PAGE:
Final Girl Karla…Sort of: progress we’ve made in intersectional/non-white representations of girl power and female strength in the U.S. Teen Slasher horror genre.

By Christopher-James Llego Art by Abby Hailu The Final Girl (n): The virgin girl; the female protagonist; the girl who fights and kills the murderer; the one the audience roots on for during the final act of the film. List of Teen Slashers featuring a black Final Girl: I Still Know What You Did Last Summer (1998)* *Karla (Brandy Norwood) is NOT the protagonist of … Continue reading Final Girl Karla…Sort of: progress we’ve made in intersectional/non-white representations of girl power and female strength in the U.S. Teen Slasher horror genre.

Everyone Should be as Excited as I am for the Last Season of Pretty Little Liars: here’s five reasons why

By Aurora Rojer 1) They randomly fast-forwarded five years in the middle of last season and now everyone in the show is a grown-up. That obviously means more sex and drugs and alcohol (excellent). But it also means that the older fans (me) don’t feel like such losers watching a TV show about high schoolers. Aria and Ezra’s “teacher’s pet” relationship looks a lot uglier … Continue reading Everyone Should be as Excited as I am for the Last Season of Pretty Little Liars: here’s five reasons why

Biting Barbie’s Head Off: thoughts on how childhood play informs ideas about gender

art and article by Anna Lee I was a tomboy. I played with trucks, cars, trains, and Tinkertoys. I enjoyed making toxic goop out of household materials and putting my concoctions in the freezer for my mother to find. I didn’t like Barbie dolls. I made two failed attempts at ballet and tap dancing; I quit after the first class, just a clumsy freckle-faced kid … Continue reading Biting Barbie’s Head Off: thoughts on how childhood play informs ideas about gender

Diary of a West Coast Girl: living a new double life

By Elise Cording Alternate universe. Summer camp. Station on the moon. These are all words I’ve either heard or used myself to describe the strange world encompassing a little more than one square mile: Cornell. A few months ago, I moved cross-country from California to New York, but I didn’t move fully. I left half of my personal belongings, all of my family, and a … Continue reading Diary of a West Coast Girl: living a new double life

Sisyphean Speech: words, sounds, and reconciliation

By Andrew Peiser At thirteen, my life irrevocably changed. I was on the cusp of puberty. My broad shoulders and lush beard would soon dispel boyhood. For now, I walked in awkwardness from class to class. Once a week was speech therapy. After a deaf infancy was corrected by surgery, I could not speak comprehensible sounds. My mouth’s muscles were lax. Around the age of … Continue reading Sisyphean Speech: words, sounds, and reconciliation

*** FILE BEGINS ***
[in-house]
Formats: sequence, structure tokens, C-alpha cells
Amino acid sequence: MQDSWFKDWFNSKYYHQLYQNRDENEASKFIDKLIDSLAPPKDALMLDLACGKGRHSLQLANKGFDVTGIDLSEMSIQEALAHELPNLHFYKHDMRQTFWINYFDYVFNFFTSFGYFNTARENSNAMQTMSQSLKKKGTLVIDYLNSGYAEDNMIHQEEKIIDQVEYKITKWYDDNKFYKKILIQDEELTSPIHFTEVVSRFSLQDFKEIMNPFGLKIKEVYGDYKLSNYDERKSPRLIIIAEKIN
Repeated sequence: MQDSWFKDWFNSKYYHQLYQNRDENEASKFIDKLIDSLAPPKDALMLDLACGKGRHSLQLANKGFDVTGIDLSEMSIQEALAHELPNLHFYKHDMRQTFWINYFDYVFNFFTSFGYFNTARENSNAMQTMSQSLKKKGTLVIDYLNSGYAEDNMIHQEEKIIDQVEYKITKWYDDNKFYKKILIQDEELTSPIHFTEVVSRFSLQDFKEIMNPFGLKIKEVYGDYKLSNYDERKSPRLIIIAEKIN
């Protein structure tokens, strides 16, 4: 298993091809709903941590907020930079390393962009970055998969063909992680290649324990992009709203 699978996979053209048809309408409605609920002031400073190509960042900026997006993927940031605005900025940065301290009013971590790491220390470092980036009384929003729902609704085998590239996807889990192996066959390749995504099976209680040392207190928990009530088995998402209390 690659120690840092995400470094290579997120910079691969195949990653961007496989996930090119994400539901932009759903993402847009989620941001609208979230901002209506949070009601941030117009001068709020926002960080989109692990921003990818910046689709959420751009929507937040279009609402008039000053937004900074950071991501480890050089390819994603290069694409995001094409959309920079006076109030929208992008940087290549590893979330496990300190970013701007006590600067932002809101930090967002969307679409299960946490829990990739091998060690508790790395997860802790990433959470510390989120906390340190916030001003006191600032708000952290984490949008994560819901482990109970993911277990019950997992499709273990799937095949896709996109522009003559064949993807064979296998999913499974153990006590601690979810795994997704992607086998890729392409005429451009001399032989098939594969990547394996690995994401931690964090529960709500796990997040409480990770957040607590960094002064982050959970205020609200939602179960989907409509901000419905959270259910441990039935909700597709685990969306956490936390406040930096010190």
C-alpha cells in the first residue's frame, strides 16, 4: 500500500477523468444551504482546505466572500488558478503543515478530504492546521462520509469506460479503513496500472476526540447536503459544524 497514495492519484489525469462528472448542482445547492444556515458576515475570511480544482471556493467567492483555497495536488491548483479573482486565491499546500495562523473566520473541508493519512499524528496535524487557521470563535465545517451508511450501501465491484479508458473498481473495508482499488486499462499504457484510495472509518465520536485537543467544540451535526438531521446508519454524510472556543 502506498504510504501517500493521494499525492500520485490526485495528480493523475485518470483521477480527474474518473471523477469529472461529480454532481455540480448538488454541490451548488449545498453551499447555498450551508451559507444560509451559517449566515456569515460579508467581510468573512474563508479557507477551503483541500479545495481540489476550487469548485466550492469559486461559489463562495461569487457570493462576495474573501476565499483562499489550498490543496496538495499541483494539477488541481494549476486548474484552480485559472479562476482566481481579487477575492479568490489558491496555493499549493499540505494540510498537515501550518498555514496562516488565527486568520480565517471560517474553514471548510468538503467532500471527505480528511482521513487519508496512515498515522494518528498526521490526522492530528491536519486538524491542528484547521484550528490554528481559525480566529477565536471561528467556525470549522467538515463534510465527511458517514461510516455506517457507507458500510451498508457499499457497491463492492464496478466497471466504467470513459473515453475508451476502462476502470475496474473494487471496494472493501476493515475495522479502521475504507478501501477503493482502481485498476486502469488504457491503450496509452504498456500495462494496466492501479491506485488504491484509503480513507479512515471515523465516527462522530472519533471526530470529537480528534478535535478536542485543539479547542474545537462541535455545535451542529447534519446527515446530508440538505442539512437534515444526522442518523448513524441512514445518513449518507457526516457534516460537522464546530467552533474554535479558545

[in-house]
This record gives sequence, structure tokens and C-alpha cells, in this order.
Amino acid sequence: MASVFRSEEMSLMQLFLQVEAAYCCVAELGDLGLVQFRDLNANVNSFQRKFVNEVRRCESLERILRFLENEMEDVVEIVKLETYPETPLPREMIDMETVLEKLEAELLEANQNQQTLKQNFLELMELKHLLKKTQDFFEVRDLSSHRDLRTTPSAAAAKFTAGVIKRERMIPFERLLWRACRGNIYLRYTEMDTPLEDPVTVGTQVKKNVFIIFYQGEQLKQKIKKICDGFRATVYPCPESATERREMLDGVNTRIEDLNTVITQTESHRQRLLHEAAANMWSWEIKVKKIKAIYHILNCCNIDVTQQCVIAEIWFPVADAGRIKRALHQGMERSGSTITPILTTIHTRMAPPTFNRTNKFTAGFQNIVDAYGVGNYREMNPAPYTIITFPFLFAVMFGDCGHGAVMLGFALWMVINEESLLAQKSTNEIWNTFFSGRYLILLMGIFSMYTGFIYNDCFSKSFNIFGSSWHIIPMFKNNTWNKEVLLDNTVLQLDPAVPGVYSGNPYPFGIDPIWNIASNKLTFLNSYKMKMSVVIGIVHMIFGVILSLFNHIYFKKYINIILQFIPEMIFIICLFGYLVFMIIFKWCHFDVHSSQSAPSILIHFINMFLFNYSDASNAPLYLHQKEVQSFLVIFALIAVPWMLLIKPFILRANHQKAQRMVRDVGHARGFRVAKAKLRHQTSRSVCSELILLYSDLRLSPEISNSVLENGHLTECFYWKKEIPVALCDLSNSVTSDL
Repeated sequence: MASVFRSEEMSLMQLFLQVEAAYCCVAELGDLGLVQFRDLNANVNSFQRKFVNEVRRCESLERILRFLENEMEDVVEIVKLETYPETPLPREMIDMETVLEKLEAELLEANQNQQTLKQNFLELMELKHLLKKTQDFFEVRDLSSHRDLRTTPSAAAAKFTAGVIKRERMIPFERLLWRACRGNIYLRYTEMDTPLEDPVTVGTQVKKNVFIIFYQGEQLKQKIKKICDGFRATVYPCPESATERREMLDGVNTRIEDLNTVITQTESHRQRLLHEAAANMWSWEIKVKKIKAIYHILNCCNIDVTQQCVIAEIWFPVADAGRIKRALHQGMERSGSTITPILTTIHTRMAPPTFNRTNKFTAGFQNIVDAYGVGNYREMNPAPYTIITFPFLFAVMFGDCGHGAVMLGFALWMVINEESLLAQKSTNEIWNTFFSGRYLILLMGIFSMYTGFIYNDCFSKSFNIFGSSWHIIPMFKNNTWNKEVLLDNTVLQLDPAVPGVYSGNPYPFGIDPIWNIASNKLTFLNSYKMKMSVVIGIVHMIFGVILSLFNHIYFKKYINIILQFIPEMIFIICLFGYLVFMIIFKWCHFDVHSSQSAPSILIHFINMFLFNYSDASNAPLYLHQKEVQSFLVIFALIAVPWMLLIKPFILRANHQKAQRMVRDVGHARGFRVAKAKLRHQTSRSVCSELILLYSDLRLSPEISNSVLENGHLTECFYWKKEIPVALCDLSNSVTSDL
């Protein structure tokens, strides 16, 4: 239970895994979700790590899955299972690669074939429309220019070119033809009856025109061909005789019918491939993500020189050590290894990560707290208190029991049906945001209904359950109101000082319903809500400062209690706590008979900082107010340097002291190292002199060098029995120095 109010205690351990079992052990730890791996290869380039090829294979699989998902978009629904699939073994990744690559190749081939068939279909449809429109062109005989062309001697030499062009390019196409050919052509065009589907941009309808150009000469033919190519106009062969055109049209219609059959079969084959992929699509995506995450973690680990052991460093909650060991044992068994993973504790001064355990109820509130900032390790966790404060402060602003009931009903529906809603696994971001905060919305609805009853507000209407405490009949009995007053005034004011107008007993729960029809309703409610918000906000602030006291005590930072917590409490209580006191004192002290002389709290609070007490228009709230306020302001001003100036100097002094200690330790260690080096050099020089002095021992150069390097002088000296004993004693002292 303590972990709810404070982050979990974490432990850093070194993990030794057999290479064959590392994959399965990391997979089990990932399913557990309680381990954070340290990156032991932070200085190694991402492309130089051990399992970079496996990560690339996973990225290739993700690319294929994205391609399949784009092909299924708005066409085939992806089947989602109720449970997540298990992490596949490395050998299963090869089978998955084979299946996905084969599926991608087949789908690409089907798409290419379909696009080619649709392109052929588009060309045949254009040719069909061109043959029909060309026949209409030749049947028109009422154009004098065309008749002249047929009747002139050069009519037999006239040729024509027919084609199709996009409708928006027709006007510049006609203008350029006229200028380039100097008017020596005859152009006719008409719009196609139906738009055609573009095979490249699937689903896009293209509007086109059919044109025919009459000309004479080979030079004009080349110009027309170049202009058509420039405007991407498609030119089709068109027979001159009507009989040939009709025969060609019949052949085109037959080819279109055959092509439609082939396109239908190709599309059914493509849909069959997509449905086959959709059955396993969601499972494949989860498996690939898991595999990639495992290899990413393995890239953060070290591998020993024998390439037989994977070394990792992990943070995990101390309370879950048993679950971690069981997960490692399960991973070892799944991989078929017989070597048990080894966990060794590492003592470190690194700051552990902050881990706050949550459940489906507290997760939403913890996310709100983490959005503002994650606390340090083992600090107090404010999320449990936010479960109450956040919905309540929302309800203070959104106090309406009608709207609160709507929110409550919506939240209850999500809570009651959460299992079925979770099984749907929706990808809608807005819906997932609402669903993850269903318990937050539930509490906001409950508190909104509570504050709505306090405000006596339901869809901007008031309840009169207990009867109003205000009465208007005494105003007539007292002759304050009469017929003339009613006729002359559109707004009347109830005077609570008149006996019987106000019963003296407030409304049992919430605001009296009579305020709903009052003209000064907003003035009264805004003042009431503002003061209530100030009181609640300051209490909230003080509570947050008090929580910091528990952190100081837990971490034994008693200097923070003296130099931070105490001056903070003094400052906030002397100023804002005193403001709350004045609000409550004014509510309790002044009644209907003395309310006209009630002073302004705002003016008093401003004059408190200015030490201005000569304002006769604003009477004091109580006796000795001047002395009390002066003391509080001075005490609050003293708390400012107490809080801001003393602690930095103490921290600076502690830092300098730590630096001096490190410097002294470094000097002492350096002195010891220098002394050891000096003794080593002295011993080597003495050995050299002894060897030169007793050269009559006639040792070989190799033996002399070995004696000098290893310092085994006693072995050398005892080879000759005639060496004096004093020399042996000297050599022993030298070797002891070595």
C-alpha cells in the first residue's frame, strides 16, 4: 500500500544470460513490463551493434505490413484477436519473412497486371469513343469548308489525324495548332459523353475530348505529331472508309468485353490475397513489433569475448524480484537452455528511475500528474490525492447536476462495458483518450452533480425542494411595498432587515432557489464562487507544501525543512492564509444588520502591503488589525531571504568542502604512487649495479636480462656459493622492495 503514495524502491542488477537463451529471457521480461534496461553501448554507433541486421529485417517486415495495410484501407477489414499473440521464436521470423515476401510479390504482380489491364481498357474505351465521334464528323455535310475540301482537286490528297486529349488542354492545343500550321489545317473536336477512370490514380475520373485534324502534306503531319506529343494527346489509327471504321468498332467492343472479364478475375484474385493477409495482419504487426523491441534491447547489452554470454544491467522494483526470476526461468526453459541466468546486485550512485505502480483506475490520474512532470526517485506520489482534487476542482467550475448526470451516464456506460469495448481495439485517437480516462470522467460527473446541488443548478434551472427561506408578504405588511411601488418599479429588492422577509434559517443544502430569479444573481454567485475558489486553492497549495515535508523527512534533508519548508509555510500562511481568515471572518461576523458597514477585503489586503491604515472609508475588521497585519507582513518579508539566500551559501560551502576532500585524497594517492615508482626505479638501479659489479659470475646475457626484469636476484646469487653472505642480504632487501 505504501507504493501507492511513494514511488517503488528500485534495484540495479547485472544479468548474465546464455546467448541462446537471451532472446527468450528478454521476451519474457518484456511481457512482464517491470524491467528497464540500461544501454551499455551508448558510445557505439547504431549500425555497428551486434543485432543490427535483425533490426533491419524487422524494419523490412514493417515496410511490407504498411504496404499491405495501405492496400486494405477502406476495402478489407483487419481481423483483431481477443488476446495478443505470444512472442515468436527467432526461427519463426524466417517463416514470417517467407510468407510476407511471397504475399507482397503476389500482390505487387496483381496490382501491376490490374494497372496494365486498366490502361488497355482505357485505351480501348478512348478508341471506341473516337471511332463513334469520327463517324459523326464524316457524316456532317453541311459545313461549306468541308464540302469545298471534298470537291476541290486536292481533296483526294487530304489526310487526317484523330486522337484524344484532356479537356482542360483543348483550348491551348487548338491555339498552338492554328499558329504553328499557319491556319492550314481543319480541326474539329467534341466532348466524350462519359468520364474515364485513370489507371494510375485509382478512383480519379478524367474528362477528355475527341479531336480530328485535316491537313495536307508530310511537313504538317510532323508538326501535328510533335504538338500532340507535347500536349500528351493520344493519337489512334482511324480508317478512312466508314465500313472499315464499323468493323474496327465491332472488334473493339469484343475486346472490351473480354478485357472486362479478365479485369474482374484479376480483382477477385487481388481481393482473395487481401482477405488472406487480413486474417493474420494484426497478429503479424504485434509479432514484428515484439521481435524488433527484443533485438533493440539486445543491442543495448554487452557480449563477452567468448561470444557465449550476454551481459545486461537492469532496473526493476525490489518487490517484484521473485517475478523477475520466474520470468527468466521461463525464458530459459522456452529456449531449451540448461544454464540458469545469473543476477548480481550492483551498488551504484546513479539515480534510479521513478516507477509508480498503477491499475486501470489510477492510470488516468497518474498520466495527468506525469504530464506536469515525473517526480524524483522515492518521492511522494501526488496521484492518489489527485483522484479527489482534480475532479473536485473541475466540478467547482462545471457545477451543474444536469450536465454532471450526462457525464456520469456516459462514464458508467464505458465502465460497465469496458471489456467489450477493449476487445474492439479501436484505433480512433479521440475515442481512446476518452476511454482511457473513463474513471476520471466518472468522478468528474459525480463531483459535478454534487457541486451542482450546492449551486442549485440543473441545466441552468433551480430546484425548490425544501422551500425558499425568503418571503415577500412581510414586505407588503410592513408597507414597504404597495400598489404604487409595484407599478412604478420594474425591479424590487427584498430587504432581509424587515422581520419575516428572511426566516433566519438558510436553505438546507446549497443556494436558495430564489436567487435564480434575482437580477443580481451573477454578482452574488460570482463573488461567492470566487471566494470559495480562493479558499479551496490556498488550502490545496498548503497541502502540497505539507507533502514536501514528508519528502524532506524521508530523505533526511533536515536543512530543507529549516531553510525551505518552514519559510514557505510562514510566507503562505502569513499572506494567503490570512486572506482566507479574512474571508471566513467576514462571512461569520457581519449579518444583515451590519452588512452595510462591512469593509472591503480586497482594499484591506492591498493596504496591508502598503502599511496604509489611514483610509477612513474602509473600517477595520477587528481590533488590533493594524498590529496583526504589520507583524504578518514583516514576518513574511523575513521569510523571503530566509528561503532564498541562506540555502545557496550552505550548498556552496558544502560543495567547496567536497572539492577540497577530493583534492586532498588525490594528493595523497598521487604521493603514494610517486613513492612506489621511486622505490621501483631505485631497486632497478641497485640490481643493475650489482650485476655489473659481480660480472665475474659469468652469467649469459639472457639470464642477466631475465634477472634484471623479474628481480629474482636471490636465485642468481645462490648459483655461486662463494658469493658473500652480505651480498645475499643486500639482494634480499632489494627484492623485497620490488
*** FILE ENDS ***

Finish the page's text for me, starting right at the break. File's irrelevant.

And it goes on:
Kids Are Sexual Beings Too!: curiosity, taboo, and innocence

By Keyra Navas Embracing one’s sexuality is usually considered a loss of innocence. The sexual realm is still one that is “deserving” of shame and criticism. This is not surprising, considering that sexual activity is represented in mass media in erotic and lustful ways. As a result, it is challenging to unsee sexual expression as a vulgar propensity, let alone affiliate it with childhood. Because … Continue reading Kids Are Sexual Beings Too!: curiosity, taboo, and innocence

Scholastic So White: why we need diverse children’s books

By Kelly Stone When I was a kid, I didn’t have great taste in books. My choices were dictated by whatever looked good at the Scholastic book fair in school that year—books that tended to be about girls my age and whose appearances were similar to mine. I spent a good six years or so reading nearly identi- cal books, and never once did I … Continue reading Scholastic So White: why we need diverse children’s books

The Modern Bechdel Test

By Gaela LaPasta The Modern Bechdel Test  In 1985, the Bechdel Test was created to test if a movie could simply portray a woman as a human being. In 2017, we still rejoice when a movie passes said test, although few blockbusters and big budget films manage to. According to Dykes to Watch Out For, the comic strip where the Bechdel Test originated, a film … Continue reading The Modern Bechdel Test

Commodifying the Human Experience

By Gaby Leung It infuriates me seeing an entire group of friends on their phones instead of talking to one another. With bowed heads and fingers flying, they make me wonder what is so important on their devices that they can’t take the time to interact with each other for more than a few minutes. Social media connects people across the globe and allows them … Continue reading Commodifying the Human Experience